Project description:Bacterial endophytes are crucial for the survival of many terrestrial plants, but little is known about the presence and importance of bacterial endophytes of marine plants. We conducted a survey of the endophytic bacterial community of the long-living Mediterranean marine angiosperm Posidonia oceanica in surface-sterilized tissues (roots, rhizomes, and leaves) by Denaturing Gradient Gel Electrophoresis (DGGE). A total of 26 Posidonia oceanica meadows around the Balearic Islands were sampled, and the band patterns obtained for each meadow were compared for the three sampled tissues. Endophytic bacterial sequences were detected in most of the samples analyzed. A total of 34 OTUs (Operational Taxonomic Units) were detected. The main OTUs of endophytic bacteria present in P. oceanica tissues belonged primarily to Proteobacteria (?, ?, and ? subclasses) and Bacteroidetes. The OTUs found in roots significantly differed from those of rhizomes and leaves. Moreover, some OTUs were found to be associated to each type of tissue. Bipartite network analysis revealed differences in the bacterial endophyte communities present on different islands. The results of this study provide a pioneering step toward the characterization of the endophytic bacterial community associated with tissues of a marine angiosperm and reveal the presence of bacterial endophytes that differed among locations and tissue types.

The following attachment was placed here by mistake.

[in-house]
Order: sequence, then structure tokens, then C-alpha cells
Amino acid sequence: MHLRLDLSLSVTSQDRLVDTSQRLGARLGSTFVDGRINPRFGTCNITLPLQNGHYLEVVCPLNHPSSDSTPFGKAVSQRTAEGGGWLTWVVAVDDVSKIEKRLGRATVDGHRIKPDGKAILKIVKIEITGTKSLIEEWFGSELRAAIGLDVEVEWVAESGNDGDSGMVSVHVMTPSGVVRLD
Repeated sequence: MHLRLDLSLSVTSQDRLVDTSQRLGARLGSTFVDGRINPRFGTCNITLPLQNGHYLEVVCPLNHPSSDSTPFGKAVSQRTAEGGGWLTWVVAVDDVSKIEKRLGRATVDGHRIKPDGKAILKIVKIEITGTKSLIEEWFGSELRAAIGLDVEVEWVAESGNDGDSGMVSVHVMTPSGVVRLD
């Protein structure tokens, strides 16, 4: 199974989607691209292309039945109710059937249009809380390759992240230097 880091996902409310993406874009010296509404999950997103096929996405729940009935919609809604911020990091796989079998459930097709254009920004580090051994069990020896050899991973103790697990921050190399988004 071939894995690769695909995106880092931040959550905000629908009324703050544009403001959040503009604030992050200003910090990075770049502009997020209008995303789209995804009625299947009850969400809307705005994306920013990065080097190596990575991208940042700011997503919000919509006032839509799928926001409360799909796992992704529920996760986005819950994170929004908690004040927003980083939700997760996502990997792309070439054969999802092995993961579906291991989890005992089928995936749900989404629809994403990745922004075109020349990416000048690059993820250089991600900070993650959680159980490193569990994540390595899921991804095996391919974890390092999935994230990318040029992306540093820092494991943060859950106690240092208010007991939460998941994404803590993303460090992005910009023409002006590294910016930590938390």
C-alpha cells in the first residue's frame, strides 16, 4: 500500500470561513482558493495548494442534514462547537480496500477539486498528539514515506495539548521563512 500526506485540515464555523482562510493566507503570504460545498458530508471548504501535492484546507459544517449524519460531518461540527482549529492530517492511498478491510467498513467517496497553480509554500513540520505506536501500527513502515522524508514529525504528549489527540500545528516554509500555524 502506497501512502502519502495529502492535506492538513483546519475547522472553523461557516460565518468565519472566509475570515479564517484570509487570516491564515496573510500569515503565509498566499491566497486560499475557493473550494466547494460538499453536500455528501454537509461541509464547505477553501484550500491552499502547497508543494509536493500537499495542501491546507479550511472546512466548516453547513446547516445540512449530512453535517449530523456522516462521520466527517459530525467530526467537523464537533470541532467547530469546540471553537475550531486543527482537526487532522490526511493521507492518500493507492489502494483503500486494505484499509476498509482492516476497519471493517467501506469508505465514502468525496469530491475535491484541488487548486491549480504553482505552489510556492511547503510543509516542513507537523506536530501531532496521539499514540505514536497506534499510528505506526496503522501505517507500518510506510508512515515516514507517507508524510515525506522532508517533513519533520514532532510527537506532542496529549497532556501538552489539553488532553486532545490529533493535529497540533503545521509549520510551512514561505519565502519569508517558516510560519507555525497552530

Project description:The genus Marinomonas comprises Gram negative bacteria which are widespread in the marine environment and there is no report on the genomic analysis of SXT/R391 ICEs derived from this group of bacteria. This study describes the genomic features of three new SXT/R391 integrating conjugating elements (ICEs) identified in the genome of Marinomonas fungiae JCM 18476T (ICEMfuInd1a and ICEMfuInd1b) and in Marinomonas profundimaris strain D104 (ICEMprChn1). Structural organizations of the three ICEs were similar to the typical SXT/R391 family of ICEs and showed high degree of conservation in the core genes. Sequence analysis revealed ICEMfuInd1b and ICEMprChn1 were inserted into the genome at 5'-end of an typical host prfC gene, while ICEMfuInd1a was inserted at 5'-end of an atypical hipA-like gene. Despite their coexistence, the ICEMfuInd1a and ICEMfuInd1b were not present in a tandem fashion in the genome of M. fungiae. Phylogenetic analyses revealed the three ICEs either evolved independently or high degrees of recombination events had masked their evolution from a common SXT ancestor. Further, we found that the typical entry exclusion mechanism mediated by the TraG/EeX protein pair was likely defective in preventing the conjugative transfer of a second copy of the same S (SXT) group ICE into the M. fungiae genome due to mutations. Our analysis showed the presence of 16, 25, and 27 variable genes in the hotspots of ICEMfuInd1a, ICEMfuInd1b, and ICEMprChn1, respectively, many of which were not reported earlier for SXT/R391 ICEs. Sequence analysis predicted these hotspot regions were shaped by acquisition of genes through homologous recombination between the SXT and R391 related ICEs or mobile genetic elements present in disparate marine bacteria. Multidrug resistance genes which are hallmark feature of SXT/R391 ICEs were not present in either of the two ICEs from M. fungiae but were present within a transposon cassette in the HS-1 of the ICEMprChn1 from M. profundimaris. Finally, our data provided information on the genetic diversity and predicted functions encoded by variable genes present in the hotspot regions of these new ICEs.